30 March 2021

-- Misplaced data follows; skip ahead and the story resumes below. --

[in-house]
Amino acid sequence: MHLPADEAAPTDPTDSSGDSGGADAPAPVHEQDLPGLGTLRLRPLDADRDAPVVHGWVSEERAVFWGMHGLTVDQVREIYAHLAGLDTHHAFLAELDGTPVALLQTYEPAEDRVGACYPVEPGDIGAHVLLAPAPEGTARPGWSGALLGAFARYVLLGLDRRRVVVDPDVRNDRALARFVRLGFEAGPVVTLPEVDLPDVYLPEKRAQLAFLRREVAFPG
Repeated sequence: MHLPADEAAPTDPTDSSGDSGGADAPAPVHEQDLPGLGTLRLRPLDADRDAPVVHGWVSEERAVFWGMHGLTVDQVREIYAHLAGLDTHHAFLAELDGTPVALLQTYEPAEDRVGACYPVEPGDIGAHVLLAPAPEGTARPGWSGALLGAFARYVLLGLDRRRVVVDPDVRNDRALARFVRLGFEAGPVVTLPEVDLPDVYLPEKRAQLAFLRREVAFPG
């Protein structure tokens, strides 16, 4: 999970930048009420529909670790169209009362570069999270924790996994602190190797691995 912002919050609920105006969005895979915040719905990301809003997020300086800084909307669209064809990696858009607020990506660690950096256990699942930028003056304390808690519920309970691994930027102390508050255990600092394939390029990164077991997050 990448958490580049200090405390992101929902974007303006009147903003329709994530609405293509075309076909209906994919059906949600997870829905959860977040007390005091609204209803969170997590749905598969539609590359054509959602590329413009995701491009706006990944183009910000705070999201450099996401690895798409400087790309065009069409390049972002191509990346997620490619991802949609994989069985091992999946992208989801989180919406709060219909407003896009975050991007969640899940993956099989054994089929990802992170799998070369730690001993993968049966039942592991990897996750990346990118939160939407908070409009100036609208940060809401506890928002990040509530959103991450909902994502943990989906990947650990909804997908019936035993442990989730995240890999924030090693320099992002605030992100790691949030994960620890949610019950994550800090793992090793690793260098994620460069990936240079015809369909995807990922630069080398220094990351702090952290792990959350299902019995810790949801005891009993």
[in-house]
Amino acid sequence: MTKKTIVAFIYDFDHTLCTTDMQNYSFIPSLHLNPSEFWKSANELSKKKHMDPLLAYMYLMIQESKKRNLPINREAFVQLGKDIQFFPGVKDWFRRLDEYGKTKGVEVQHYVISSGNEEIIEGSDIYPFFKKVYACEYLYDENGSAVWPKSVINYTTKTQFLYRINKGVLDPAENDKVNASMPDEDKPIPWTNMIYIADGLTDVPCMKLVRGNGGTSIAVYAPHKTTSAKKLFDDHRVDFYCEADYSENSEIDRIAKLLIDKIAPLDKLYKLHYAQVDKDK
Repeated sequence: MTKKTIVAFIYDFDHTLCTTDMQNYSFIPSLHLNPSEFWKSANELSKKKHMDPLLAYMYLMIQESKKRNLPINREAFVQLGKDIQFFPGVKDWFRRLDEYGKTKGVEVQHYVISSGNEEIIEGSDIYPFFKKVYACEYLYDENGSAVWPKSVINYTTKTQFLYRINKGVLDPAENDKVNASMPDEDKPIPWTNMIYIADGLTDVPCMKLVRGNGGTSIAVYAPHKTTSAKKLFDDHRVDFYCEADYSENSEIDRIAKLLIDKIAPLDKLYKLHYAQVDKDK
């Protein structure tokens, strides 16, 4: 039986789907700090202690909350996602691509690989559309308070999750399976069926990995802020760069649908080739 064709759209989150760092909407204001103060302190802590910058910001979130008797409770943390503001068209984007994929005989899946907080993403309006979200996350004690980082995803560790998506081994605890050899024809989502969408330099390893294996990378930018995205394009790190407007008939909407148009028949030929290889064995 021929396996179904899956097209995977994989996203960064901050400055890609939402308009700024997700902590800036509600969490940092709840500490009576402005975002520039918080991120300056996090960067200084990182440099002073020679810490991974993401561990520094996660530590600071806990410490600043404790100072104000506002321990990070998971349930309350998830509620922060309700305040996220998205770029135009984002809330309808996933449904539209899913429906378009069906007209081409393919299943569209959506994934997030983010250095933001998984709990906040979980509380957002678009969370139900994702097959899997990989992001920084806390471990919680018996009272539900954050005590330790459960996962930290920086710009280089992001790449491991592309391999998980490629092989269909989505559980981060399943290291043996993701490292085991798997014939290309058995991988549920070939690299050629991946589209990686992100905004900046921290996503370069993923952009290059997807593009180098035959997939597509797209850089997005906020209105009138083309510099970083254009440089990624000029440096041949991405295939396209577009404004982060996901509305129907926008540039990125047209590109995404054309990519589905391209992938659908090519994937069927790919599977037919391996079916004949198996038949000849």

An increasing number of politicians and analysts argue that the European Union should boost its ‘strategic autonomy’ and/or develop a higher degree of ‘European sovereignty’. These concepts encompass a greater potential for independence, self-reliance and resilience in a wide range of fields – such as defence, trade, industrial policy, digital policy, economic and monetary policy, and health policy – following a series of events in recent years that have exposed Europe’s vulnerability to external shocks. The debate emerged in the late 2010s, after the French President, Emmanuel Macron, called for a conscious ‘European sovereignty’ and the German Chancellor, Angela Merkel, said that Europe would have to take its destiny into its own hands, as it could no longer necessarily rely on the United States to protect it. This latter statement followed President Donald Trump’s withdrawal from the landmark nuclear deal with Iran, in which the EU had invested significant political capital. In parallel, there is growing concern about the implications for Europe of the progressive hardening of positions between the US and China, on both economic and political fronts. This note offers links to recent commentaries, studies and reports from international think tanks on the European issues related to European strategic autonomy and sovereignty.